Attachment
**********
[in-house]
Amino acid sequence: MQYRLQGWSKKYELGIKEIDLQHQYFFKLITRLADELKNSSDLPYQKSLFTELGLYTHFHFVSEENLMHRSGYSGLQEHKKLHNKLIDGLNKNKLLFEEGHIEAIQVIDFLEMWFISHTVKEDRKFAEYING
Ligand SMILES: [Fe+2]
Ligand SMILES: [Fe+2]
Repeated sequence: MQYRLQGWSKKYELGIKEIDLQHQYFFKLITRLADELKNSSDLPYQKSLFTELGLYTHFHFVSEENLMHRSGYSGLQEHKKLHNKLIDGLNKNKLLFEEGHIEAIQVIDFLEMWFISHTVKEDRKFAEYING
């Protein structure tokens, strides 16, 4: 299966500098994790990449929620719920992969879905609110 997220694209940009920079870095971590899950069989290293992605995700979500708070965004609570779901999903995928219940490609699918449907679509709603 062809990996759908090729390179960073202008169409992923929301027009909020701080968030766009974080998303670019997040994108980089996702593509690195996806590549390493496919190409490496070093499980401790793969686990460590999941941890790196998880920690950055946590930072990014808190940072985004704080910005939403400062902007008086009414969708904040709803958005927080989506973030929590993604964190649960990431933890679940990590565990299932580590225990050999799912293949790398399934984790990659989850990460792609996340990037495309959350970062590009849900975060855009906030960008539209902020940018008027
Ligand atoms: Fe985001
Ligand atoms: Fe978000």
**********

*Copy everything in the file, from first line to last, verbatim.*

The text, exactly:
[in-house]
Amino acid sequence: MQYRLQGWSKKYELGIKEIDLQHQYFFKLITRLADELKNSSDLPYQKSLFTELGLYTHFHFVSEENLMHRSGYSGLQEHKKLHNKLIDGLNKNKLLFEEGHIEAIQVIDFLEMWFISHTVKEDRKFAEYING
Ligand SMILES: [Fe+2]
Ligand SMILES: [Fe+2]
Repeated sequence: MQYRLQGWSKKYELGIKEIDLQHQYFFKLITRLADELKNSSDLPYQKSLFTELGLYTHFHFVSEENLMHRSGYSGLQEHKKLHNKLIDGLNKNKLLFEEGHIEAIQVIDFLEMWFISHTVKEDRKFAEYING
């Protein structure tokens, strides 16, 4: 299966500098994790990449929620719920992969879905609110 997220694209940009920079870095971590899950069989290293992605995700979500708070965004609570779901999903995928219940490609699918449907679509709603 062809990996759908090729390179960073202008169409992923929301027009909020701080968030766009974080998303670019997040994108980089996702593509690195996806590549390493496919190409490496070093499980401790793969686990460590999941941890790196998880920690950055946590930072990014808190940072985004704080910005939403400062902007008086009414969708904040709803958005927080989506973030929590993604964190649960990431933890679940990590565990299932580590225990050999799912293949790398399934984790990659989850990460792609996340990037495309959350970062590009849900975060855009906030960008539209902020940018008027
Ligand atoms: Fe985001
Ligand atoms: Fe978000």